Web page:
We designed TRIZmeta first and foremost to help designers successfully break trade-offs in real-world projects and challenges. We chose games as the focus largely because they possess the characteristic of fixed rules that the TRIZmeta rule-breaking provocations could be applied to. We didn’t think that game designers might be part of our target audience. Call that lack of forethought. Game designers are ultimately classic rule-makers. Rule-makers I now see that are caught in the middle of an enormous chicken-and-egg challenge in which everyone is designing the same basic games because everyone is using the same basic rules. Do that long enough and everyone converges on the same basic solution, where the only differences between one game and the next is the shape of the pieces and the number of sides on the dice.
Breakthrough anything requires the identification and resolution of at least one contradiction. Some of the biggest breakthrough opportunities happen when we uncover contradictions that are so pervasive they’ve become invisible to everyone involved.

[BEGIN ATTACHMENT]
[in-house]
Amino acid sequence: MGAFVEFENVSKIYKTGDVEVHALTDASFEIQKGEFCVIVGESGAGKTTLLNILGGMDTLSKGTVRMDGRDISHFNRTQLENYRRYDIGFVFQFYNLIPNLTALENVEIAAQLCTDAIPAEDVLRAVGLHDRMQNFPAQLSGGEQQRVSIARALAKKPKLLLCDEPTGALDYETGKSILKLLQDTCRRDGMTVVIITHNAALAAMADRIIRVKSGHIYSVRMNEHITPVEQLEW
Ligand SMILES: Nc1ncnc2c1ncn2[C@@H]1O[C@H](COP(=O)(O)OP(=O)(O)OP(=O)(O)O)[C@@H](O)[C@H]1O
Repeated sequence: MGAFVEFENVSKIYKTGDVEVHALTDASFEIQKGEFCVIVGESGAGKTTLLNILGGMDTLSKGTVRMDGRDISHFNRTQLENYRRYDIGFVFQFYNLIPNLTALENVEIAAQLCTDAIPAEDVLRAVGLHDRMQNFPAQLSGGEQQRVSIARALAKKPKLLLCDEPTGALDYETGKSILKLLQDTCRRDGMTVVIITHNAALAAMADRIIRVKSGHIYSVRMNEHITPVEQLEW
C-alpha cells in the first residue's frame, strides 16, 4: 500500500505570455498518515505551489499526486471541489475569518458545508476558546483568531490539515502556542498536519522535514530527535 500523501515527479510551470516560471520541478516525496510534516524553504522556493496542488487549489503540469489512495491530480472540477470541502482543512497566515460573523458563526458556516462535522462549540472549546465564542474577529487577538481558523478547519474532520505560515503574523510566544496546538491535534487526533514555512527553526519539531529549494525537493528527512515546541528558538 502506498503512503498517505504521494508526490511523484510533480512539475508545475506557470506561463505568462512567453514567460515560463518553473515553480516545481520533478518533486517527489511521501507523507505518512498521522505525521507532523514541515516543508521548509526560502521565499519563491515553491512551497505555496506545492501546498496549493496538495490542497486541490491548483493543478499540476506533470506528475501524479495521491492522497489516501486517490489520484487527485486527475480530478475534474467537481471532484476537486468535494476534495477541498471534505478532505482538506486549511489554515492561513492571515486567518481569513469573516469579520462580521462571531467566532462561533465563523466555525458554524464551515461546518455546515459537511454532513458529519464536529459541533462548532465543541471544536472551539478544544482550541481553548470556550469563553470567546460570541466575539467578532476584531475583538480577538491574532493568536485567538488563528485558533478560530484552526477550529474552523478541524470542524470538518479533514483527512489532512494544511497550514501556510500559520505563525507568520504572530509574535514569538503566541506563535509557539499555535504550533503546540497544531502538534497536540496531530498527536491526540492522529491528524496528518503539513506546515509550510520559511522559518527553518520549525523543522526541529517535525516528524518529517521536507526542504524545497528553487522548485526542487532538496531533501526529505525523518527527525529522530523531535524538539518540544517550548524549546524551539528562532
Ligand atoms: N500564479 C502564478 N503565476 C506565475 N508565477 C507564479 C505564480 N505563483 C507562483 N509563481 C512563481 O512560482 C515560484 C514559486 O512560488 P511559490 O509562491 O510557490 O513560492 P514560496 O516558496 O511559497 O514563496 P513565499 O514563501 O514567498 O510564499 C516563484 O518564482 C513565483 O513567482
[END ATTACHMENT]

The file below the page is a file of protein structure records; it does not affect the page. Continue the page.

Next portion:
Therein lies one of my advantages as an outsider. Aside from a very short spell in the school chess club when I was eleven, I’m borderline game-allergic. On the other hand, one of my favourite life games is one I call ‘Contradiction Radar’. My innovation senses are highly tuned to hunt out interesting contradictions. When I started to apply this radar to the games industry, one particular contradiction (opportunity) struck me very early. It’s a contradiction centred around luck. Look at just about any game and players are forced into a trade-off choice between luck and skill. Something like this: